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11 therapy dogs — and a pig, cat and rabbit — are calming pre-flight stress at SFO

July 30 2022
9 min read
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In a year filled with delayed or canceled flights, lost luggage and continuing pandemic concerns, therapy dogs at San Francisco International Airport (SFO) are taking an active role in reducing travel stress, one belly rub at a time.

Wearing SPCA-branded vests that read "Pet me," the 14 members of SFO's "Wag Brigade" patrol the terminals with tails wagging, offering a calming and comforting influence to passengers, airline crew and airport employees alike.

SFO created the Wag Brigade in 2013, according to Jennifer Kazarian, founder and manager of the popular program.

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"We had noticed a trend with a few other airports that had started similar programs," she said.

"It’s been proven that petting a dog increases levels of oxytocin," Kazarian said. "It's the hormone responsible for making us happy. And a dog also decreases levels of cortisol, the hormone responsible for making us feel stressed and anxious."

Now the SPCA-certified therapy pet program at SFO has grown to include other animals, including LiLou the pig and Alexander the Great, a 28-pound rabbit. Even Tristan, a handicapped bulldog with partially paralyzed back legs, can be seen wheeling through the airport.

TPG recently stopped by SFO to see how the Wag Brigade and its handlers work their magic in reducing airport stress.

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The Wag Brigade in action

SFO therapy dogs Brixton and Lia. (Photo by Bill Fink/The Points Guy)

On the day of my visit, Brixton the golden retriever and Lia, a Pembroke Welsh corgi, were on duty in SFO's Terminal 2. A steady stream of passengers, airline staff and airport employees stopped to pet, coo and play with the friendly dogs, who patiently sat for dozens of affection sessions.

Lia the Corgi is a fat little furball of comfort, remaining still for pats from adults and children alike, all the time keeping her eyes on her handler for more treats.

"Yeah, she's a true corgi," Derek Yee, Lia's handler, said, handing her yet another snack.

The dogs are calm, well-behaved and obedient to commands. Handlers must pass an extended background and security check by the airport, as they tour with the dogs past the TSA security entrances.

"She's just super chill," Lee said of Lia.

Lia even performed a few tricks to the delight of some passengers, offering high fives and spins on command. She culminated her performance with a treat-on-the-snout-balancing trick.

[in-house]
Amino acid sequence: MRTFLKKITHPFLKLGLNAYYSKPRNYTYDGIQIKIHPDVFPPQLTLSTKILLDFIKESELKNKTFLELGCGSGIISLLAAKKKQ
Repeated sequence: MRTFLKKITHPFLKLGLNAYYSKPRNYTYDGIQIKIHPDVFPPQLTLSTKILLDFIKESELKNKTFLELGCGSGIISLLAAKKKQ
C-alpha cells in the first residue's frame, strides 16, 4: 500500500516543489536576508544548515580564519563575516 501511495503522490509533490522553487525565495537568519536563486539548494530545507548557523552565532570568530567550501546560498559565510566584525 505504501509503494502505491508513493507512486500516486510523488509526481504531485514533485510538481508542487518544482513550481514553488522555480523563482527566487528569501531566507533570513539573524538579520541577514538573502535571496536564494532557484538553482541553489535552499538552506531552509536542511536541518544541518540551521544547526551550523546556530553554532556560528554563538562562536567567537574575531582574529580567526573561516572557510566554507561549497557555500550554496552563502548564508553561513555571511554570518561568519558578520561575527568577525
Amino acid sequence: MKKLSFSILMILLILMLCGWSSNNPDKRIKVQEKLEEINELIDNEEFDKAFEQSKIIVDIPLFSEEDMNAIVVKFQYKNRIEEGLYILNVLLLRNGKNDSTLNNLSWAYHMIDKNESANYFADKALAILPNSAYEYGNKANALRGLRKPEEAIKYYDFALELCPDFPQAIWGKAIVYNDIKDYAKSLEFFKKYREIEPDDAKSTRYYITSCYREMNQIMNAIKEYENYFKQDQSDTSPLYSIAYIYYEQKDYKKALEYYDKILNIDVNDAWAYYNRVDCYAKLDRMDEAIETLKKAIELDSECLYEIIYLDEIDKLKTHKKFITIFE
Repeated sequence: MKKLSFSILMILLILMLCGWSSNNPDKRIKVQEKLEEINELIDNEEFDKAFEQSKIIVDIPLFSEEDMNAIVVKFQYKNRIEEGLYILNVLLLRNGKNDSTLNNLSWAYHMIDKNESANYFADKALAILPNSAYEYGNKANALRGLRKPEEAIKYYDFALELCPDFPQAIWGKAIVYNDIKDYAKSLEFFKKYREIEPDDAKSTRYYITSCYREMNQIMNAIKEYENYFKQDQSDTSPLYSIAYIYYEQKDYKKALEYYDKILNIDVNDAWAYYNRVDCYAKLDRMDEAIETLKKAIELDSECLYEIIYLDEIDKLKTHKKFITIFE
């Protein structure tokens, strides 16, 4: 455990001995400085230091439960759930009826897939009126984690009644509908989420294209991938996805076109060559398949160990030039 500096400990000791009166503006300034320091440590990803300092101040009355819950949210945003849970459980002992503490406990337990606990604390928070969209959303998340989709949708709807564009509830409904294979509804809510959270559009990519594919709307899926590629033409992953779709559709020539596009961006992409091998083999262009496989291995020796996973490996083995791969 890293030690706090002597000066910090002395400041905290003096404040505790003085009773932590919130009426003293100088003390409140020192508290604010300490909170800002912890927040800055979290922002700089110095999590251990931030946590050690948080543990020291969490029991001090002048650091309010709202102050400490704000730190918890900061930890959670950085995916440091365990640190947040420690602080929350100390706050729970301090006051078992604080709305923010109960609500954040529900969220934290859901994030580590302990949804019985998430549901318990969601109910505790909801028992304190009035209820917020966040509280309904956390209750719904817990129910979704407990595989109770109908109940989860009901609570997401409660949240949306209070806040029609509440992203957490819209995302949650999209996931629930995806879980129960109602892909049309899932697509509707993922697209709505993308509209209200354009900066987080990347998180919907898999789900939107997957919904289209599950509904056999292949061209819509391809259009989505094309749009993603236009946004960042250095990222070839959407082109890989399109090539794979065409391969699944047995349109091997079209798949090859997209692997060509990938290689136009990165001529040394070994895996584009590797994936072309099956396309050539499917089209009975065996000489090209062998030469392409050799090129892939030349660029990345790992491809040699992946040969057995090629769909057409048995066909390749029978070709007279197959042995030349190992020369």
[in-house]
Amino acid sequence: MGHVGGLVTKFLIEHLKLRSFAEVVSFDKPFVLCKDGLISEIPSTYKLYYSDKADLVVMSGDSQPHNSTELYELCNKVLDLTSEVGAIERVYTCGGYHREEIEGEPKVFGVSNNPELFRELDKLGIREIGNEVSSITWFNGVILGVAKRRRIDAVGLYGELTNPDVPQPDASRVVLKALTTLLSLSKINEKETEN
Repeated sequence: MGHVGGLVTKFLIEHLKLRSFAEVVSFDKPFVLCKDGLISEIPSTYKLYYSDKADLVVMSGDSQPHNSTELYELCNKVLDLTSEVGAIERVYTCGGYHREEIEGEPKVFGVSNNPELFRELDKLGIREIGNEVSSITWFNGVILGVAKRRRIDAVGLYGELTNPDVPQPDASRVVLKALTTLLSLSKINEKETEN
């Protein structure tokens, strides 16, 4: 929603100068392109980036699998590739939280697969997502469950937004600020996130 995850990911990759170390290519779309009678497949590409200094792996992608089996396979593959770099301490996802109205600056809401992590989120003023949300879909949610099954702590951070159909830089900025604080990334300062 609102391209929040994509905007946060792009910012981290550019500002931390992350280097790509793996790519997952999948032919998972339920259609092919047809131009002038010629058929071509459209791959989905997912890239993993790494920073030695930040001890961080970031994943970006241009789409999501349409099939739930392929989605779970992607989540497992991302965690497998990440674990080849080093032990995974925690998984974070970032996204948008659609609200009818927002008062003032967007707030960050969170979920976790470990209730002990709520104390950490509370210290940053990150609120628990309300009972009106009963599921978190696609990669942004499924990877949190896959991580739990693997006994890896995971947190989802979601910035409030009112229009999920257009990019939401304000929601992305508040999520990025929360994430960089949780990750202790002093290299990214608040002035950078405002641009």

Young kids cautiously approached, first offering a tentative pet, then going into full snuggle mode while the dogs reveled in the attention. Some passengers who appeared to be having a rough day dropped their bags, sat down cross-legged and just hugged the dogs.

"Are you having a better day now?" Linda Gordon, Brixton's owner, asked one teen boy. He shyly smiled and nodded.

"Brixton is like the Doggie Lama," Gordon said. "He can just sense when people need to be comforted, and goes right to them."

Brixton was truly born to be a therapy dog, beginning the SPCA certification process when he was just 8 months old, about when the program began in 2013.

"His philosophy is 'Heal the world one lick at a time,' and [he] accepts payment only in the form of belly rubs," his handler said.

Brixton, dressed in an English police helmet and British scarf (he was born in England, according to Gordon) calmly waits for people to approach. But he comes to life with tail wags and licks when people pet him, rolling on his back in the hopes for a belly rub.

"When people pet him it's like an 'on' switch," Gordon said.

The animals in the Wag Brigade rotate through different sections of the airport, "usually wherever the most passengers are," Francis Tsang of SFO's External Affairs Office said. "We want them to help the most passengers possible."

LiLou the pig is restricted to carpeted areas due to wear on her hooves.

Finding the pets can be a challenge, as no schedule is posted. They tend to move where they're the most needed and appreciated as the day goes on — not to mention, they often get ambushed for extended petting sessions en route to targeted parts of the airport. However, you can subscribe to Wag Brigade Instagram page @sfowagbrigade for location updates. Fans can even follow individual members like @brixtonatlarge and @corgi.lia.

Kazarian says the therapy animals have a powerful positive effect on passengers.

"You never know why people are traveling, [and] not everyone is traveling for positive reasons. We meet people who are traveling to funerals, on military order, leaving home for the first time or returning from having lost a job," she said. "We also meet lots of people who’ve recently lost a pet or can’t have a pet. They all love meeting the dogs."

Gordon talks of the time Brixton pulled on his leash to seek out a specific older woman sitting alone in a seat. The woman burst into tears and hugged Brixton, having recently lost her own dog.

The pandemic was a tough time for these therapy dogs as well, with SFO's program suspended for 20 months from 2019 until 2021.